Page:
Isaac came across as someone who has indeed been doing this a long time—but still loves almost every minute of it.
I got a chance to speak with Isaac Hanson—the oldest member of the band Hanson—just before their show in St. Louis in early August. They became well-known in the late 1990s with their album Middle of Nowhere, and have continued releasing albums and touring in the 10-plus years since then, with the oldest member still just shy of his 30 birthday. Considering how long they’ve been making music, it was good to get a chance to chat with Isaac and hear his thoughts on the way music—and the music industry—has changed. Over the course of our conversation, we touched on a number of subjects, and he answered with genuine enthusiasm. He seemed effortlessly chatty and came across as someone who has indeed been doing this a long time—but still loves almost every minute of it.
One of the first things we talked about was the Internet and the changing role it plays in how bands interact with fans. Back when Middle of Nowhere was released in 1997 (the band’s first major-label album but third release overall), the Internet wasn’t nearly as widespread nor did it operate at the speeds we see now. Hanson had a website at the time, one with a chat room. Isaac seems to recall the time with both fondness and a bit of incredulity at the amount of attention their website got. The chat room became a problem, though—he describes it as “a sort of real-time Twitter on crack”—and the lack of ability to control what was there led to the chat room being removed. Said Isaac, “The Internet, in the end, has been an incredible advantage in all areas. There are some unfortunate things that go along with the Internet, such as privacy becomes a problem, and piracy has been a problem.”
The mention of piracy brings us into where we spent the majority of our conversation. Many people are of the mind that piracy simply comes from people wanting something for free. Free music is ultimately better than paying for it, right? Also, the music business can’t be blamed for piracy, can it? Isaac sees things a bit differently. He likens the spread of piracy to proprietors of a candy shop leaving the door unlocked, then becoming angry when they come in the next morning and candy was missing. What they didn’t see, though, was what was being taken. He says that piracy really has a lot to do with the music business as a whole “looking the other way and not caring about their fans.” Isaac explains, “That lack of confidence in the quality of the music prompted many people to want to take one, two, three songs from a record that they liked because they didn’t want to pay $16, $18 for a record. They didn’t feel it was worth it.” He doesn’t think that justifies the piracy, but says that examining what was taken and why leads to a better understanding of what the audience sees as missing from the music industry.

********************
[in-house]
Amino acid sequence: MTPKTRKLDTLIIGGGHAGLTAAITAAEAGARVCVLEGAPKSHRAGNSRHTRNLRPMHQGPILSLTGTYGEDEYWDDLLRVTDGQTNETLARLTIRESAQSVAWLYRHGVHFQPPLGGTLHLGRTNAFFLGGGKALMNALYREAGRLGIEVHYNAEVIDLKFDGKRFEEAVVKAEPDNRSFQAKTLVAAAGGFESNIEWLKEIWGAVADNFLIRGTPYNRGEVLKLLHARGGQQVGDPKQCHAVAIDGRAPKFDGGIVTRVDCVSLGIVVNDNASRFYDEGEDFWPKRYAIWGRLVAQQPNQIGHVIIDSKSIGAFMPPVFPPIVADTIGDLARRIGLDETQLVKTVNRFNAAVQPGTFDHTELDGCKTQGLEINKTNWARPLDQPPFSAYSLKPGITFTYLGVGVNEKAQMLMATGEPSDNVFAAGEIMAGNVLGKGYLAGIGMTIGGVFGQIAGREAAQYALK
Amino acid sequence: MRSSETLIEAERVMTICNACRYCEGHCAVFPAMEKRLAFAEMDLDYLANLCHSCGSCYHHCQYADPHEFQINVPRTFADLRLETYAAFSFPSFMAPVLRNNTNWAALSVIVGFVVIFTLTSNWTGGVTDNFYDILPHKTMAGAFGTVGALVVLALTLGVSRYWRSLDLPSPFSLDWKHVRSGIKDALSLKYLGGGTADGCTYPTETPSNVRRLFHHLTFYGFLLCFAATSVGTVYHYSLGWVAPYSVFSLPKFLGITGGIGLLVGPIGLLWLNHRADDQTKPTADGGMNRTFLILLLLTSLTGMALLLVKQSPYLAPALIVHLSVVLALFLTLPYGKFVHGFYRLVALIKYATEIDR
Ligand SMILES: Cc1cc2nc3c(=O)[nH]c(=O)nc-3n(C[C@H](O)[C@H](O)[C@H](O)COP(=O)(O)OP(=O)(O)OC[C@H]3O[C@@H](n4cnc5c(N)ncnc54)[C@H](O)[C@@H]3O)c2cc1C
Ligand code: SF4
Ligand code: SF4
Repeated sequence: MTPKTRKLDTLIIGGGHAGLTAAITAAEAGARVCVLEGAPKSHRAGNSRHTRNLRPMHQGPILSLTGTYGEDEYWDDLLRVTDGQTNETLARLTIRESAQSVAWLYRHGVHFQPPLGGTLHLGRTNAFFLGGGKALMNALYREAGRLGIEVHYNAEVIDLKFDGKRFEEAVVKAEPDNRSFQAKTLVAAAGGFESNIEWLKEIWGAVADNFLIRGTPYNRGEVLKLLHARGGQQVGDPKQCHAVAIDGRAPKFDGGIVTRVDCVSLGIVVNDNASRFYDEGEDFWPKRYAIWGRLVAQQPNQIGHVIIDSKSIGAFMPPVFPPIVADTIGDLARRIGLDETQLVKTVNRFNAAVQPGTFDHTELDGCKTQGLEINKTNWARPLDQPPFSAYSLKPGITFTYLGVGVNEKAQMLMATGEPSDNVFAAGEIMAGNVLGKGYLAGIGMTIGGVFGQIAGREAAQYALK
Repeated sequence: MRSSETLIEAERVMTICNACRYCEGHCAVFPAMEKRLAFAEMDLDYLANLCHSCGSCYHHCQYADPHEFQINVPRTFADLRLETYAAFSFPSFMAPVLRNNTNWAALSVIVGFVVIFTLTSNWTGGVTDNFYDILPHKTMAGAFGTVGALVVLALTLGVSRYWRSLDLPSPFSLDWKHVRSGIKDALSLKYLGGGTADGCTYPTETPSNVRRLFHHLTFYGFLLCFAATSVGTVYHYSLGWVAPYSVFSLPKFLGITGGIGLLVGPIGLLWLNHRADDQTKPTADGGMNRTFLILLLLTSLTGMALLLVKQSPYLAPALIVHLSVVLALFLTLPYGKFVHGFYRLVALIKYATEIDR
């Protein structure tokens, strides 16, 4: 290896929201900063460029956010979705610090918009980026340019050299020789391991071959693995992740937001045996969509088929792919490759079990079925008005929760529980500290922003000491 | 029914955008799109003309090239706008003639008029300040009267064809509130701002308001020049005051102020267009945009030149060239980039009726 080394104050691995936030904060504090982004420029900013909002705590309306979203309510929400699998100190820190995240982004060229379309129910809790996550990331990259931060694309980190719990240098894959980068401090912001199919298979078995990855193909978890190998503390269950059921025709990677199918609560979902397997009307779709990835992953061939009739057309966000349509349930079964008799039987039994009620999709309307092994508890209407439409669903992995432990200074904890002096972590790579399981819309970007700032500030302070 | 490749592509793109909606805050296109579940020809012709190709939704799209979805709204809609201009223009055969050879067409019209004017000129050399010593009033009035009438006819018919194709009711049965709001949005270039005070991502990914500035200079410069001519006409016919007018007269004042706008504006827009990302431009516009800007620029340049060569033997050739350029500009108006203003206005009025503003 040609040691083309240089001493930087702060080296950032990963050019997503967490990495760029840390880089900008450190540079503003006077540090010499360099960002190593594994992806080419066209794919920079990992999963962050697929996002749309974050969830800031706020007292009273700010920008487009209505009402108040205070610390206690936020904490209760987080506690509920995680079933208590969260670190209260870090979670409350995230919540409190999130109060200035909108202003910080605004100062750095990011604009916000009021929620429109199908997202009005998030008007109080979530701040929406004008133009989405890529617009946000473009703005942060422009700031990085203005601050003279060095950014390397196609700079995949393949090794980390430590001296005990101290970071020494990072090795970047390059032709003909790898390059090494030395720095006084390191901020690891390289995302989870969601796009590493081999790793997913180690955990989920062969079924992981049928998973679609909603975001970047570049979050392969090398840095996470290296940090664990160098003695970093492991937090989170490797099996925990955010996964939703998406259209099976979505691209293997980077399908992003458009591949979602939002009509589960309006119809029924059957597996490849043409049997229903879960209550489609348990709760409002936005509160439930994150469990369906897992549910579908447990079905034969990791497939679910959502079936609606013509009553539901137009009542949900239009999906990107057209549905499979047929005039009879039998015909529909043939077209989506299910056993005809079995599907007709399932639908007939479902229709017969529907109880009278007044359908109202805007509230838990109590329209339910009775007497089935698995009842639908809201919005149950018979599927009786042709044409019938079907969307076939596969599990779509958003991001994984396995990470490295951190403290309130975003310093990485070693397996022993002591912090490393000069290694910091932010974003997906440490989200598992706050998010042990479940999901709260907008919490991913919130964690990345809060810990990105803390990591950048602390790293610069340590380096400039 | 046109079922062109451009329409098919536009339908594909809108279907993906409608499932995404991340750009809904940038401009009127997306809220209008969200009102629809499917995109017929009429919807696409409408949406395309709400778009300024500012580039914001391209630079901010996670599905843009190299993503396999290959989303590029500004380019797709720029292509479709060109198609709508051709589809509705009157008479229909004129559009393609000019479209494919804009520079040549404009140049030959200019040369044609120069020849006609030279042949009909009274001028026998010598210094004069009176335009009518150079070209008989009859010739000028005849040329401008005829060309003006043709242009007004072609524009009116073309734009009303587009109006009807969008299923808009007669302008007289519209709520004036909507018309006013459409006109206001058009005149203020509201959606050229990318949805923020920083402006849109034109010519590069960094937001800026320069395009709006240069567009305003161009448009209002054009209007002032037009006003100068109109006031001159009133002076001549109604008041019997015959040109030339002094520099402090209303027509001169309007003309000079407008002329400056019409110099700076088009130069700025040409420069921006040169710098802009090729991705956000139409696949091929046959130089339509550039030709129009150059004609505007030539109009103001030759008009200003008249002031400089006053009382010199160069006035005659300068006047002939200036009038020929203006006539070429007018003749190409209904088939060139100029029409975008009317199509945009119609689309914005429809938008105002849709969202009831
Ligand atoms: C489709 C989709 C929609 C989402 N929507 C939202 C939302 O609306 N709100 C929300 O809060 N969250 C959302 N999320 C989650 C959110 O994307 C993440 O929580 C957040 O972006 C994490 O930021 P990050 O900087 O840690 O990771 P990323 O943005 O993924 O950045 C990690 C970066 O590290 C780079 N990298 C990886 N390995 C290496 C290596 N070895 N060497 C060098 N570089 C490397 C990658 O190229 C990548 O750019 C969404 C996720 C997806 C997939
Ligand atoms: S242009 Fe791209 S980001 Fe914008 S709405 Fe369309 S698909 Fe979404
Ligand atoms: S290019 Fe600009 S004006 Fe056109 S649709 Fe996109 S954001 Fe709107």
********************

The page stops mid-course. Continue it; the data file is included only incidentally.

From there, he moves into an exploration of the fact that people often only download parts of an album—and that shows that maybe we need to get away from making albums and move more toward EPs. Having a band record their five best songs is cheaper, both financially and time-wise, than having them invest in recording a full-length album. With that being said, I asked him if he had a problem with places like iTunes or Amazon where you can buy a song or two off of an album. He didn’t have an issue with that, but said, still, “it’s a bummer on some levels.” It’s not all distressing, though; he says he believes in the quality of music, though he is aware of the subjectivity of it. He says, “Not everybody thinks something’s great. But you know what? Who cares?” He thinks there’s enough room for all of the differing opinions. As he says in closing, “I’m not exactly a huge Nickelback fan, but they’ve sold a lot of records.” | Teresa Montgomery